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Who disturbs the sacred cycle




Colson Whitehead’s “Harlem Shuffle” is a crook novel – and yet it goes far beyond that.

From Franziska MeisterMail to the author


The New York borough of Harlem is the actual protagonist of Colson Whitehead’s new novel: Protest rally in front of the Hotel Theresa in 1963. Photo: Gamma, Getty

“When it came to crooked things, Carney was a little light …” Right at the beginning of his new novel “Harlem Shuffle”, the two-time Pulitzer Prize winner Colson Whitehead strikes a new note, linguistically and thematically. Violent repression and abuse in the system of slavery (“Underground Railroad”, 2016) and in an educational institution for young people (“Nickel Boys”, 2019) is now followed by a kind of blaxploitation avant la lettre: everyone in this male ghetto world is somehow a hustler with a cool attitude, from small crooks to black bankers to white policemen. And right in the middle of it all: Ray Carney, furniture dealer and family man on the one hand, “broker” for hot goods on the other, aspiring in all matters.

If only his cousin wouldn’t ride him into the shit again and again: “Freddie’s common sense slipped very easily through a hole in his pants.” Carney, on the other hand, sees through the laws of the highly volatile black ghetto community and makes use of them, albeit reluctantly at first: “If you believed in the sacred cycle of envelopes, then everything that happened resulted from someone accepting an envelope and didn’t do his job. ” This drives the plot forward, which is a lot more winding than Harlem’s chessboard-like streets and develops over three parts that take place between 1959 and 1964.

Ethnographic look

Colson Whitehead draws his figures with laconic, precise brushstrokes. There is Pepper, who has long since left the southern states, but is still walking around in dungarees. Or Miami Joe, “the Canadian Club drank and twisted the rings on his little fingers while digging through the dark rocks of his mind.” The view with which Whitehead captures street scenes is also ethnographic: children running through the jets of water from hydrants, men in undershirts drinking beer and chatting on the steps of the house entrances. “Anything to delay the return to the broiling hot room, to the broken sinks and sticky flycatchers, all that stuff that reminded you where you belong.”




Racism is always a subliminal issue. Just like the class question. For example, when Carney spoons porridge for his daughter and ponders whether his mother-in-law, who comes from Harlem’s fair-skinned upper class and would have wished for a better match for her daughter than “the carpet dealer”, still flinches when she sees her granddaughter’s dark skin . Racism finally came to the surface with the ghetto riots in the summer of 1964 – the first in a series of urban black uprisings that would haunt every major city in the United States by the end of the decade, always triggered by police violence. In the Harlem case, a white police officer shot and killed an unarmed fifteen year old.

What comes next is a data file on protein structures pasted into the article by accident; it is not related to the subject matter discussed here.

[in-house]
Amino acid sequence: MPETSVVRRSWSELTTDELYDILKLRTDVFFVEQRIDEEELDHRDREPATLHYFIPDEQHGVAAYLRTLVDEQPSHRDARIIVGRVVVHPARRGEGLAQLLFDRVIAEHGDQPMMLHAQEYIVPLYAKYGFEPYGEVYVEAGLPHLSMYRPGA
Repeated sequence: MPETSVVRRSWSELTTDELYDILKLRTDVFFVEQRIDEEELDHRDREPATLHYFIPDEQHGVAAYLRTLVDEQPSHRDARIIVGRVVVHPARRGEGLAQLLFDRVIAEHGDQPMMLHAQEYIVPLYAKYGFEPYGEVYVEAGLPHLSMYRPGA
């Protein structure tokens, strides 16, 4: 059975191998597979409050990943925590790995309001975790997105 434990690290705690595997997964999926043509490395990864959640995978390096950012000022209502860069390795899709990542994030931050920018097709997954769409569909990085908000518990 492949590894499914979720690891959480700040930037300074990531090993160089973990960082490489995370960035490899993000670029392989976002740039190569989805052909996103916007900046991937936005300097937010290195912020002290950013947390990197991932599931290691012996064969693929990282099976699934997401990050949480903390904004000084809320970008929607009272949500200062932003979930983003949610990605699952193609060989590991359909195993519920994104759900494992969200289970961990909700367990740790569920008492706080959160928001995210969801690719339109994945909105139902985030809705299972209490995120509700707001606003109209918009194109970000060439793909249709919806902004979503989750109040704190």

Carney stays in his shop for four nights with a baseball bat. “You can’t carry a sofa on your back, but you can throw a bottle filled with gasoline through a shop window.” At some point a young woman slipped him the instructions on a leaflet.

Wonder underground

At this point in the novel at the latest, it becomes clear how enthusiastically Colson Whitehead researched in order to nonchalantly incorporate even such small historical discoveries into his narrative. Inconspicuously, the New York district of Harlem is becoming the real protagonist of the novel. It is not just the streets and city blocks or places famous far beyond Harlem such as the Hotel Theresa that Whitehead brings to life historically by filling them with his fictional characters and actions. As in “Underground Railroad”, he again succeeds in bringing to life what is only recorded in people’s minds on immaterial maps.

Hairdressers, restaurants and laundromats suddenly become the gateway to the “underground” via a back door, where envelopes and information are exchanged. “Places that Carney had never seen before suddenly become visible, like caves that are exposed at low tide and branch out into the unfathomable… Their doors were entrances to other cities – no, different entrances to a single, huge, secret city. Always close, bordering on everything you knew, just below the surface. When you knew where to look. “

Sometimes these places are also in the enemy territory of the powerful, Downtown Manhattan, where a little later the “Radio Row” district, into which Carney carried his stolen goods, is razed to the ground. What occurs to him in the face of this “wound par excellence” shudders to this day: “If you put the anger, hope and anger of all the people of Harlem in a bottle and make a bomb out of it, the result would look something like this.” It is the place where the future World Trade Center will be built.


Arjun Sethi
Passionate guitarist, gamer and writer. Lives for the perfect review, and scrapes texts until they are razor-sharp.
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